dc.description.abstractA two-year study was conducted in the vicinity of a harbour in sub-tropical Hong Kong, to examine the progress of recovery of macrobenthic community, based on analyses of both life-history traits and trophic guilds of polychaetes, upon cessation of organic pollution caused by sewage discharge. Seventy seven out of 83 species collected were classified under four ecological groups based on the life-history traits and sensitivity to organic gradients. The mean ATZI marine biotic index (AMBI) derived from these ecological groups showed spatial difference among the five sampling locations. In particular, the presence of different percentages of polychaete species from Groups III (unbalanced community) and IV (polluted community) suggested the presence of pollution stress in certain degree at all sampling locations. However, no significant temporal changes were noted over the study period. From all polychaete species identified, they were classified into 13 feeding guilds. The mean diversity of these feeding guilds at most of the sampling locations was significantly higher than that at one of the inside-harbour locations. The composition of feeding guilds was also significantly different spatially. At one of the inside-harbour locations, the dominant feeding guilds were motile/discretely motile surface deposit feeders with tentaculates or unarmed pharynx, and motile omnivores with jawed pharynx in the first year of study, but were replaced by motile, jawed carnivores in the second year of study. The increased proportion of carnivores over the study period can be seen as a sign of recovery in the community structure since abundance of predators is commonly higher in habitats with better environmental quality. The implications of using life-history traits and feeding guild analyses for benthic community are discussed. © 2007 Elsevier Ltd. All rights reserved.en_HK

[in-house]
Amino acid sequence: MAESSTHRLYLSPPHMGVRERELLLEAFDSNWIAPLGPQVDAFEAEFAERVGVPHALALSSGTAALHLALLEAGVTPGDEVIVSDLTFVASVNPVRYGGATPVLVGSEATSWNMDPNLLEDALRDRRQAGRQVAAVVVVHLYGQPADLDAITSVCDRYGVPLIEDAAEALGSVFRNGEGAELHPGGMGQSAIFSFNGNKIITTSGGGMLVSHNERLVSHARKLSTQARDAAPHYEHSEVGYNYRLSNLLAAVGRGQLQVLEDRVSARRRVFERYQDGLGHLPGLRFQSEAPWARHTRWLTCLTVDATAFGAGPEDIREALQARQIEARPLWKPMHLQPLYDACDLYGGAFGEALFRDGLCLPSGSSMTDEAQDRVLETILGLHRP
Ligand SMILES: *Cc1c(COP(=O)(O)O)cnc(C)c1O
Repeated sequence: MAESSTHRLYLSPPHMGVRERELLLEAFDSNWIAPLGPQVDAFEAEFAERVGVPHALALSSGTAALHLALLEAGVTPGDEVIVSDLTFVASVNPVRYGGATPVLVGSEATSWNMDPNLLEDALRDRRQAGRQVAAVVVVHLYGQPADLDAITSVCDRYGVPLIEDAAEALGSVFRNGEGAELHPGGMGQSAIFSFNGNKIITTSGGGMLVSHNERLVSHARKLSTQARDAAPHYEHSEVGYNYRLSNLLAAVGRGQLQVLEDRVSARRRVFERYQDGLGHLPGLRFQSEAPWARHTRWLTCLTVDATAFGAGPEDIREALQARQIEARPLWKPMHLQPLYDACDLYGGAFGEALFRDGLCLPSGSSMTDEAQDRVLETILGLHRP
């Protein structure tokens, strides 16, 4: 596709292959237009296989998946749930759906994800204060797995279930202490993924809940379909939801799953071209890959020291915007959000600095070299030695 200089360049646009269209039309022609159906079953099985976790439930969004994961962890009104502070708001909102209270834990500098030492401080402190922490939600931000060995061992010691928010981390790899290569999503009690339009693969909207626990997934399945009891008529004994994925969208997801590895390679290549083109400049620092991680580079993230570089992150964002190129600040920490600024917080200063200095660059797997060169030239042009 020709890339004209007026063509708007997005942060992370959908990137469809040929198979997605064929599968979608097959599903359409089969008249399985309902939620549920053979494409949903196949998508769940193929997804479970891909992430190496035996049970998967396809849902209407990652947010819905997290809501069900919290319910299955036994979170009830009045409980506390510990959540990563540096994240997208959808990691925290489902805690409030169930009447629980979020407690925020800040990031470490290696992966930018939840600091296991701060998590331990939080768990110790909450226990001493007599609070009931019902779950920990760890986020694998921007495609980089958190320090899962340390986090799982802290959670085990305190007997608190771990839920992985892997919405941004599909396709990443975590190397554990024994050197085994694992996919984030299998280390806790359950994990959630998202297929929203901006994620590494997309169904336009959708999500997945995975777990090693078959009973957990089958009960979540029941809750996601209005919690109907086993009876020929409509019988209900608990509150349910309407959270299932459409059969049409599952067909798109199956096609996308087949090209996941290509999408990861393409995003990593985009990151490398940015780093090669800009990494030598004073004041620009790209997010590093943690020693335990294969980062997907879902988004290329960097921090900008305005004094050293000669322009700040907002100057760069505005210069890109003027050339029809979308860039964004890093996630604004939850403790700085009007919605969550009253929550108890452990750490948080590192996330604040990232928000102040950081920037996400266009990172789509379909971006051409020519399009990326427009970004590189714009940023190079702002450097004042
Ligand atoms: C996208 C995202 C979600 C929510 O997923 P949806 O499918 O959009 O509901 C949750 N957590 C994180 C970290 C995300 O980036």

dc.languageengen_HK
dc.publisherPergamon. The Journal's web site is located at http://www.elsevier.com/locate/marpolbulen_HK
dc.relation.ispartofMarine Pollution Bulletinen_HK
dc.subjectEutrophicationen_HK
dc.subjectFeeding guildsen_HK
dc.subjectLife-history traitsen_HK
dc.subjectPolychaete communityen_HK
dc.subjectRecoveryen_HK
dc.titleSpatio-temporal changes of marine macrobenthic community in sub-tropical waters upon recovery from eutrophication. II. Life-history traits and feeding guilds of polychaete communityen_HK
dc.typeArticleen_HK
dc.identifier.emailWu, RSS: rudolfwu@hku.hken_HK
dc.identifier.authorityWu, RSS=rp01398en_HK
dc.description.naturelink_to_subscribed_fulltext-
dc.identifier.doi10.1016/j.marpolbul.2007.10.019en_HK
dc.identifier.pmid18061624-
dc.identifier.scopuseid_2-s2.0-38949095643en_HK
dc.relation.referenceshttp://www.scopus.com/mlt/select.url?eid=2-s2.0-38949095643&selection=ref&src=s&origin=recordpageen_HK
dc.identifier.volume56en_HK
dc.identifier.issue2en_HK
dc.identifier.spage297en_HK
dc.identifier.epage307en_HK
dc.identifier.isiWOS:000254101900023-
dc.publisher.placeUnited Kingdomen_HK
dc.identifier.scopusauthoridCheung, SG=7202473456en_HK
dc.identifier.scopusauthoridLam, NWY=23489314300en_HK
dc.identifier.scopusauthoridWu, RSS=7402945079en_HK
dc.identifier.scopusauthoridShin, PKS=7004445653en_HK